Time to dethatch your lawn, or is it? Do you have a thatch problem? is it the right time of year? What equipment do I need? You've come to the right place to find those answers.
Do you have a thatch problem, or just think that it is the right thing to do? To find this answer follow one of the links to my thatch page where we will discuss thatch and why it may be a problem for your lawn.
Is it the right time of year to dethatch your lawn? The best time to dethatch your lawn is just before your lawn's most vigorous growth cycle. The best time to dethatch a cool season lawn is late August to Early October depending on your area. During this time the grass is growing vigorously and should recover quickly. Dethatching in the fall is also recommended because at this time the weed seeds are not germinating so that your grass does not have to compete with them. If you are dethatching in the fall, just be sure that you do it at least 30 days before the end of the mowing season. For cool season lawns you can also dethatch in the spring before the grass starts to green up. Sometimes this is easier because the grass has not come up yet and it is easy to get at the thatch. I also do dethatching in the spring on some lawns because that is when I get some new accounts. Just the other day I met with a new customer and gave a recommendation of what his lawn needs for the summer. The first thing I noticed was that I felt like I was walking on a waterbed. After taking a core sample I noticed that he had a thatch layer that was almost 4 inches thick. Its going to take some doing but this guy can not wait for me to dethatch in the fall, his lawn is not going to get enough air & water over the summer. Warm season lawns are best dethatched in late spring or early summer after they have greened up.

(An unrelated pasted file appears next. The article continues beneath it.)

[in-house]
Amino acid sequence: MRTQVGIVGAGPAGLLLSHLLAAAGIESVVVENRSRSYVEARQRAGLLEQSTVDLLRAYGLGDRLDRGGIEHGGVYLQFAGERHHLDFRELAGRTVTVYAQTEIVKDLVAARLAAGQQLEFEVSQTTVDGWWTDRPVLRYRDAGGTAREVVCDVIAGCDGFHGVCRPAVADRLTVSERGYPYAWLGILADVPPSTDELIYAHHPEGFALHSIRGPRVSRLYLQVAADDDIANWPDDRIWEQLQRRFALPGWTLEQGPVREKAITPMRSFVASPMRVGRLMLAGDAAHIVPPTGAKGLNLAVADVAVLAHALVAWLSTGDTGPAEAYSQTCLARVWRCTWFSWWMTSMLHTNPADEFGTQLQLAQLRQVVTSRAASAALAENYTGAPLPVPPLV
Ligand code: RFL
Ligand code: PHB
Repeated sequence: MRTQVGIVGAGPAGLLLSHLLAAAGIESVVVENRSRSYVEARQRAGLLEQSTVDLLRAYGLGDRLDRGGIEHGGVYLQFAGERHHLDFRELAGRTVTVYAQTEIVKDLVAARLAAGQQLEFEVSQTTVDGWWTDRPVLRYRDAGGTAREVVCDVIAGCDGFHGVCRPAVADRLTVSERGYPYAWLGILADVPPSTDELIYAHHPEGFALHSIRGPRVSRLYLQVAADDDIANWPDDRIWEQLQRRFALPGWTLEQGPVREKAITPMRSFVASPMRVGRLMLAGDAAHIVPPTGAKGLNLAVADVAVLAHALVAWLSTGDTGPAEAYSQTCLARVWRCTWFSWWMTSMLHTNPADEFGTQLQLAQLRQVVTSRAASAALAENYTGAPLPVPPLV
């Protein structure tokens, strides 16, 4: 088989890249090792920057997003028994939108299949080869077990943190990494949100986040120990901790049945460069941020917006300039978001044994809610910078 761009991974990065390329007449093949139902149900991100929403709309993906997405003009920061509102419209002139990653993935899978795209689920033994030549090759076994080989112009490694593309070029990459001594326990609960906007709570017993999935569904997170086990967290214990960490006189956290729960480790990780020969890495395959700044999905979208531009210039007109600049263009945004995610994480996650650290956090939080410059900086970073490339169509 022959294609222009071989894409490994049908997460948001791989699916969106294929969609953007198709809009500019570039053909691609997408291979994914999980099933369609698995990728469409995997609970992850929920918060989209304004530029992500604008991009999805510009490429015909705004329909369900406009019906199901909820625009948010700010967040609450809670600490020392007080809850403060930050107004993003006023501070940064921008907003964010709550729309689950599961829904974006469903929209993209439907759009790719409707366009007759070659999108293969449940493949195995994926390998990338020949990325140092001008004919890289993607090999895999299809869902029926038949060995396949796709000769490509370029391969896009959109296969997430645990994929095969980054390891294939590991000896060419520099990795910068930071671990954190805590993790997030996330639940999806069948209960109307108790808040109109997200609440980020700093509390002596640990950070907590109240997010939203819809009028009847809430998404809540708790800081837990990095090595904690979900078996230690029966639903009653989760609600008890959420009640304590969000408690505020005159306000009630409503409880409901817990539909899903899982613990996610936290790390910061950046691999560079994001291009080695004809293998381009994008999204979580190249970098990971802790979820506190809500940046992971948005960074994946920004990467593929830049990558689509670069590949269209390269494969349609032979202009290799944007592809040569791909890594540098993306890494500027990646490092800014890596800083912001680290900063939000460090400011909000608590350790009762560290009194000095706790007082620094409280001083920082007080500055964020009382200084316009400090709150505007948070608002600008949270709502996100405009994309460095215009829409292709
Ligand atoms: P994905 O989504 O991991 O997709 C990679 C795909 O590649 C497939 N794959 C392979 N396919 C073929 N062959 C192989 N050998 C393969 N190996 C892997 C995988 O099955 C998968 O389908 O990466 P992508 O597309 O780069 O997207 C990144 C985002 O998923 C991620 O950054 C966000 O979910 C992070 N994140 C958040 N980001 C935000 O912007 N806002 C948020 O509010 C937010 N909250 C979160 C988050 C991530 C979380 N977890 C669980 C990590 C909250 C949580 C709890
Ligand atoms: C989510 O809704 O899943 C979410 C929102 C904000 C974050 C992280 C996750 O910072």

What equipment do you need for dethatching? There are a number of different types of equipment for dethatching. For information on these please go to my Lawn dethatcher page. (currently not available)
So now you have determined that you need to dethatch your lawn, and you have chosen the equipment that works best for you. Lets take a quick look at how to do this.
Dethatching your lawn involves actually cutting through the thatch layer with knife like blades and removing the debris. It is easiest to do this when the soil is lightly moist, but make sure it is not saturated or the equipment will tear and pull at the soil rather than slicing the thatch.
Mow your lawn at its lowest recommended height for it's type.
Mark all obstacles, such as sprinkler heads, shallow irrigation pipes, shallow wiring, and any other items that may get damaged by the equipment hitting it.
Dethatch your lawn using the equipment that you find will work best for you. If you are using a vertical mower or power rake you may need to make two passes perpendicular to each other. If your thatch is thick don't attempt to remove it all in one day. Dethatching is hard on your lawn so go easy on it. I once bid on a lawn that had a very thick thatch layer. I didn't get the job. The company that did obviously did not know much about dethatching and by the time they were done her lawn was mostly just dirt, they had ripped out almost all the grass in trying to remove all the thatch at once. Guess who got the call to come in and try to repair what they had damaged.
After you are done dethatching you will have a large amount of debris on your yard. This will probably be to much to just leave on the yard in hopes that it will decompose, so you will need to rake it up. If you have a grass collection system on your mower it will be much easier to use that.
Dethatching your lawn is very stressful on it, but if done at the proper time of year, it will recover quickly. To help it along you may want to fertilize and water at this time.
Do you have areas in your lawn that are thin or just not growing very well? The steps above for dethatching are basically the same for overseeding, so just keep going and overseed those areas that need it.
Until next time - Have a happy lawn!
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